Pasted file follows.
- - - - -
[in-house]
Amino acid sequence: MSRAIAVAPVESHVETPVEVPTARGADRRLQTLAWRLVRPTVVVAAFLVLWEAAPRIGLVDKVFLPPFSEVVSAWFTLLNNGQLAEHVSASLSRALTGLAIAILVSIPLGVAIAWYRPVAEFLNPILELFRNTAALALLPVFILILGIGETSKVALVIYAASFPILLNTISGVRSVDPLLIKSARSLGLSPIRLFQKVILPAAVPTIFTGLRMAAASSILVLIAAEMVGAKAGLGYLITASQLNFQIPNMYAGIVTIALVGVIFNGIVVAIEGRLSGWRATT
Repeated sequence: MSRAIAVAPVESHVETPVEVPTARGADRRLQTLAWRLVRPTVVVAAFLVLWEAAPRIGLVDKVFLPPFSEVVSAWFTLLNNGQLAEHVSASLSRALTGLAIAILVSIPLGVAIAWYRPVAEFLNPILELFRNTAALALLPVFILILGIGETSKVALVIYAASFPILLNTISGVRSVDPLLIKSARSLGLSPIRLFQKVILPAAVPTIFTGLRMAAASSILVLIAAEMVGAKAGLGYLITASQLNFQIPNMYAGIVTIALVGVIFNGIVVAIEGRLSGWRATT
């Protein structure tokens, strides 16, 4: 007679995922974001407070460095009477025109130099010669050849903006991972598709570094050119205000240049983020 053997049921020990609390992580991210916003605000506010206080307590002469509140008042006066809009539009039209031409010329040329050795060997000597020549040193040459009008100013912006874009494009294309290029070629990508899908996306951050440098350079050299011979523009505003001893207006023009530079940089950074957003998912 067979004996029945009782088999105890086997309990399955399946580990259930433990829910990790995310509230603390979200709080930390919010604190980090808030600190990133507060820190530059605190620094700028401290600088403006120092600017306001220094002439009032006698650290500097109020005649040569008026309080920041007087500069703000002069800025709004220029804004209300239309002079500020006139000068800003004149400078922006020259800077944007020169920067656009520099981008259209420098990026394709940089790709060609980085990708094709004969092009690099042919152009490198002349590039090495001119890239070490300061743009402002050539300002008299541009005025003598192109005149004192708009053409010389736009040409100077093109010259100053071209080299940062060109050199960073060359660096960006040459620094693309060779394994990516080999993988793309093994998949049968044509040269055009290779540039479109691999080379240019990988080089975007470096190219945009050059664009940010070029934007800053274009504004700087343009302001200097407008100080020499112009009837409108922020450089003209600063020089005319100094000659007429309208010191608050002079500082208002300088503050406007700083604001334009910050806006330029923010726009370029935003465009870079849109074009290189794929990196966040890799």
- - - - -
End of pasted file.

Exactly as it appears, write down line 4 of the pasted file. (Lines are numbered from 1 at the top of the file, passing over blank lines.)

């Protein structure tokens, strides 16, 4: 007679995922974001407070460095009477025109130099010669050849903006991972598709570094050119205000240049983020 053997049921020990609390992580991210916003605000506010206080307590002469509140008042006066809009539009039209031409010329040329050795060997000597020549040193040459009008100013912006874009494009294309290029070629990508899908996306951050440098350079050299011979523009505003001893207006023009530079940089950074957003998912 067979004996029945009782088999105890086997309990399955399946580990259930433990829910990790995310509230603390979200709080930390919010604190980090808030600190990133507060820190530059605190620094700028401290600088403006120092600017306001220094002439009032006698650290500097109020005649040569008026309080920041007087500069703000002069800025709004220029804004209300239309002079500020006139000068800003004149400078922006020259800077944007020169920067656009520099981008259209420098990026394709940089790709060609980085990708094709004969092009690099042919152009490198002349590039090495001119890239070490300061743009402002050539300002008299541009005025003598192109005149004192708009053409010389736009040409100077093109010259100053071209080299940062060109050199960073060359660096960006040459620094693309060779394994990516080999993988793309093994998949049968044509040269055009290779540039479109691999080379240019990988080089975007470096190219945009050059664009940010070029934007800053274009504004700087343009302001200097407008100080020499112009009837409108922020450089003209600063020089005319100094000659007429309208010191608050002079500082208002300088503050406007700083604001334009910050806006330029923010726009370029935003465009870079849109074009290189794929990196966040890799």